44: One of the Family

44: One of the Family

From Chicken Soup for the Soul: I Can't Believe My Cat Did That!

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One of the Family

The family is one of nature’s masterpieces.

~George Santayana

Our family fell in love with the tiny ginger kitten the minute we saw him. His pointy ears and short legs earned him the name Yoda, after the Star Wars character. Sheba, our young German Shepherd, and Candy, our elderly Maltese Poodle, soon adopted the young cat as part of the family pack. Wherever the dogs were, there was Yoda. Call the dogs, and Yoda came too.

He had grown into a beautiful ginger tom when my husband Rob and I were moving from our home in Krugersdorp, South Africa to Grabouw, a small town 900 miles away. Because we were towing a travel trailer, we planned for it to take three days. For several weeks before we left, we held regular training sessions in the back yard. The two dogs had to learn to go to the bathroom on command, since we couldn’t stop at every tree along the way, and Yoda had to learn to walk on a leash, so we could take him out of the trailer in the evenings. His small head slid out of every collar we tried, so we put him in a body harness, which he initially detested, but grew to accept.

Our plans were simple. The dogs were to travel with us in the car, and Yoda would be in the trailer, inside a comfortable carpeted wooden crate with wire-netting sides. Lastly, our other pet, a canary named Pedro, would be in his cage. The vet gave us sedatives for the dogs and cat just in case.

The night before our departure, we locked the animals in the otherwise empty house while we slept in the trailer. We planned to leave at seven o’clock the next morning. In the rush to get on the road, we inadvertently let Yoda escape from the house and spent the next four hours searching for him. When he eventually strolled out of a thick bush at the end of the yard, we scolded him, cuddled him, and gave him the sedative from the vet. After securing him in his cat box, we closed the door of the trailer.

I had intended to sit with him until he went to sleep, but we were now four hours behind schedule. We opened the car door, and the dogs jumped in happily, and we eased the car and heavily laden trailer into the street.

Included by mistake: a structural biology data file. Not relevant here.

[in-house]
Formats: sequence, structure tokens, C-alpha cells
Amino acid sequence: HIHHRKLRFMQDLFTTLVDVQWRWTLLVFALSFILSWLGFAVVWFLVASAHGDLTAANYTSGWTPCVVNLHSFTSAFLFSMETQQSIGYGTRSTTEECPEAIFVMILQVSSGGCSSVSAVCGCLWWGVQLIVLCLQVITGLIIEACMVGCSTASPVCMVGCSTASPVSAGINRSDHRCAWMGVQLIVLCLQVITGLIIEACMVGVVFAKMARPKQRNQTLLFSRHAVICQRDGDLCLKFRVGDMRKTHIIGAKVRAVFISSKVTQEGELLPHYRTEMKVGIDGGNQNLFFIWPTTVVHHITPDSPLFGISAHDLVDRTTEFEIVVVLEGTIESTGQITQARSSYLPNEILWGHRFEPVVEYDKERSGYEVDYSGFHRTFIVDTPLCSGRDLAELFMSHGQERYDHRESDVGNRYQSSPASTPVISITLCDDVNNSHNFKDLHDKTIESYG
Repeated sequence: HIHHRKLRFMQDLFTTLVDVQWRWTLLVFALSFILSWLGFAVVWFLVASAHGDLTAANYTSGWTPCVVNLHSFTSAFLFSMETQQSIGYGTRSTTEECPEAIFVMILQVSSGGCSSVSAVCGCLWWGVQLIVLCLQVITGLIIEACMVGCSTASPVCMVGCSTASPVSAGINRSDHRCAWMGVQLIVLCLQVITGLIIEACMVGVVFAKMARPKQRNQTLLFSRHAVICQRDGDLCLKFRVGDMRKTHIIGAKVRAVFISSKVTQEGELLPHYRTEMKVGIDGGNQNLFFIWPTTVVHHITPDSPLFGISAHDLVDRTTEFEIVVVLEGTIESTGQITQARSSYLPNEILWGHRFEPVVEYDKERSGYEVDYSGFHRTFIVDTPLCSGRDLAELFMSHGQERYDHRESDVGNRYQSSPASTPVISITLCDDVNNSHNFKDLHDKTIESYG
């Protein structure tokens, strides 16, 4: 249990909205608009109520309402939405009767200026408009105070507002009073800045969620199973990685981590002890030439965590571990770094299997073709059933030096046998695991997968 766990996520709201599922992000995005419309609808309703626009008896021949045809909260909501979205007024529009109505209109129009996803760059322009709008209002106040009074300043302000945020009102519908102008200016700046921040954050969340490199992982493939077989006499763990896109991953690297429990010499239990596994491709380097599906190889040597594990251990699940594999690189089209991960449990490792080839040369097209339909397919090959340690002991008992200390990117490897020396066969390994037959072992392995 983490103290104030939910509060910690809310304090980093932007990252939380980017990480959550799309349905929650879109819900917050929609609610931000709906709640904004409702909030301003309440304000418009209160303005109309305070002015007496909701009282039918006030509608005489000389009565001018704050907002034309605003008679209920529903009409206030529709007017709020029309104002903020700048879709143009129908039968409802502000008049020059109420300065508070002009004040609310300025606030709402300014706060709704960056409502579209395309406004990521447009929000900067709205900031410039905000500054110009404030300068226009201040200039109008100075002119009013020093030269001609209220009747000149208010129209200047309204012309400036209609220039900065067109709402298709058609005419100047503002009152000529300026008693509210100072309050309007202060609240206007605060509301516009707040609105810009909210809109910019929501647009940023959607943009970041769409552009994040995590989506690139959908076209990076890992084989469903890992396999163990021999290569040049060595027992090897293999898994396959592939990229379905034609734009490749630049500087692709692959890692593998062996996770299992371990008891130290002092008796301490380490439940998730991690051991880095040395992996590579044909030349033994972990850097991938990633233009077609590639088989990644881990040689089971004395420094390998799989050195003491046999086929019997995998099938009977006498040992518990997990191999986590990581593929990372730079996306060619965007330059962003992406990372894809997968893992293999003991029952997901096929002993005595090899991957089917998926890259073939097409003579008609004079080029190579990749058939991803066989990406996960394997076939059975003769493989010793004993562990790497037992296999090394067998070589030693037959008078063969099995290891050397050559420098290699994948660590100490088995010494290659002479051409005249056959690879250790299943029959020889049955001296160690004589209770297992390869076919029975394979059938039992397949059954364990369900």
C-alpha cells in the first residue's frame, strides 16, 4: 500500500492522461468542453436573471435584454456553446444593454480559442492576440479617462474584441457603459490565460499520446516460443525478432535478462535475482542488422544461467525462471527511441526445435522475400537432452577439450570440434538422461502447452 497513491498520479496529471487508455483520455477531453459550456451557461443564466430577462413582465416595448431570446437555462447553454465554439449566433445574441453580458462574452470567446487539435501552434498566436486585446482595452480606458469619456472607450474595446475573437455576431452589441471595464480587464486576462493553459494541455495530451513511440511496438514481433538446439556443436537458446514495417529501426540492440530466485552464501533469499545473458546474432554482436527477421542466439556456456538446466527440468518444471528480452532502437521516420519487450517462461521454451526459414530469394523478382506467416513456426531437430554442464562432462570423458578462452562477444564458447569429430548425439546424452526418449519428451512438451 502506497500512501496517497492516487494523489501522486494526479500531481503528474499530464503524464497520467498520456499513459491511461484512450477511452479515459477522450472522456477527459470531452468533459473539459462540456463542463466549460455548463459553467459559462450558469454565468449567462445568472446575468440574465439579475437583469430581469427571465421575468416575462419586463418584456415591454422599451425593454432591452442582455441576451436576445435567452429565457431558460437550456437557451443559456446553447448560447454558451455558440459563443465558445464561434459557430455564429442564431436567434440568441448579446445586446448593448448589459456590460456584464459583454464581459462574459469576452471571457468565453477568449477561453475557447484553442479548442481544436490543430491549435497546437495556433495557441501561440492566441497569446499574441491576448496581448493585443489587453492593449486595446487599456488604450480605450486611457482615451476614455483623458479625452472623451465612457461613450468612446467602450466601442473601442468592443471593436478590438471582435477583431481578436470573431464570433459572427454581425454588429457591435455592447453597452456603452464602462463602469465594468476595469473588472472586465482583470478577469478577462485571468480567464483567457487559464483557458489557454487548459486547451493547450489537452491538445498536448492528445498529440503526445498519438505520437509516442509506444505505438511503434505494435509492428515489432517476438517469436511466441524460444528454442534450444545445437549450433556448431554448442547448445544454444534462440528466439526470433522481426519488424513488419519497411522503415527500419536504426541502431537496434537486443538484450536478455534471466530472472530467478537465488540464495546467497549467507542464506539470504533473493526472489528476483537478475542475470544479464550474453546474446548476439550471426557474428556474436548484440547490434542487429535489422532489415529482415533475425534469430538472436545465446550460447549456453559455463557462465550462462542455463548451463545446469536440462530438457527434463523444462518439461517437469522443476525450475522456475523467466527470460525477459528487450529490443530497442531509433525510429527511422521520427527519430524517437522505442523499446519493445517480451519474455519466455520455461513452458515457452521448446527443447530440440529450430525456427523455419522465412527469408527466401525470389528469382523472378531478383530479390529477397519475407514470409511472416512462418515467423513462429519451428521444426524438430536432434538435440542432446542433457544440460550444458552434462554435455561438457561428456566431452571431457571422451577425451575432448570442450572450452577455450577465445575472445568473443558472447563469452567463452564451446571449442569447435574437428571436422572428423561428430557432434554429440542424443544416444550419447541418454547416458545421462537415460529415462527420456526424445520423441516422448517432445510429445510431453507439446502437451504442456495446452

After twenty minutes we arrived at the neighboring small town of Randfontein. We drove slowly through the main street, and we noticed people turning to stare at the trailer hitched to the back of our car.

“What’s wrong?” I said in alarm.

“I don’t know, but I can’t stop here.” Rob braked at the only set of traffic lights, and then we heard it, the sound of a baby screaming.

“Oh no. That’s Yoda,” I said. “Why isn’t he asleep?”

Sheba sat erect on the back seat, ears twitching. Her normally beautiful brown eyes glared at us. Candy lay in her favorite spot on the ledge underneath the back window. Her doleful eyes stared out at the trailer. Each time I turned to look back, she looked at me with tear-rimmed eyes.

As soon as it was safe to stop, Rob pulled over the rig, and I rushed to the trailer.

“Yoda, it’s okay,” I said. But it wasn’t okay. Yoda lay on his side, clawing wildly at the wire netting, tearing at the wire with his teeth, blood leaking from his gums.

I lifted the frantic animal from the confines of his box and Rob snapped on his leash. I cradled the cat on my shoulder, trying to soothe him. He nestled into my neck, crying like a newborn infant.

“What can we do?” My tears soaked into his ginger fur. “We can’t leave the door open. He’ll tear up the van. Besides, we can’t let him near Pedro.” I glanced across to where our yellow canary sat in his cage, merrily chirping as he swung to and fro on his swing. At least the bird was enjoying the trip.

“Let’s try him in the car,” Rob said. “Once he calms down, maybe the sedative will take effect. Then we can move him back here.” As we put him onto the back seat, both dogs gave him a rousing welcome. Sheba washed his face while Candy sniffed him all over, checking for injury. Yoda meowed and grumbled, obviously complaining of the way we had treated him.

As soon as the car moved, Candy jumped back onto the window ledge and went straight to sleep. Sheba sprawled on the seat, sighed, and closed her eyes. Yoda found a cool spot under the driver’s seat, yawned, and allowed the medication to do its job. Within moments, all three were asleep.

Each time we stopped for a break, the two dogs leaped to their feet and Yoda scrambled from his hidey-hole. We received many strange looks as we walked all three on their leashes across the grass, the excited German Shepherd, the sedate Maltese, and the triumphant Yoda. He had fought a fierce fight and won. As a member of the family, he belonged in the car with the rest of us.

Three days later, we pulled up outside the new house. The couple who came to meet us stared in amazement at the back window. Three heads crammed out of the small space, taking their first look at their new home. Inside the trailer, Pedro trilled his song of joy. Yoda and family had arrived, ready to start their new life — together.

~Shirley M. Corder

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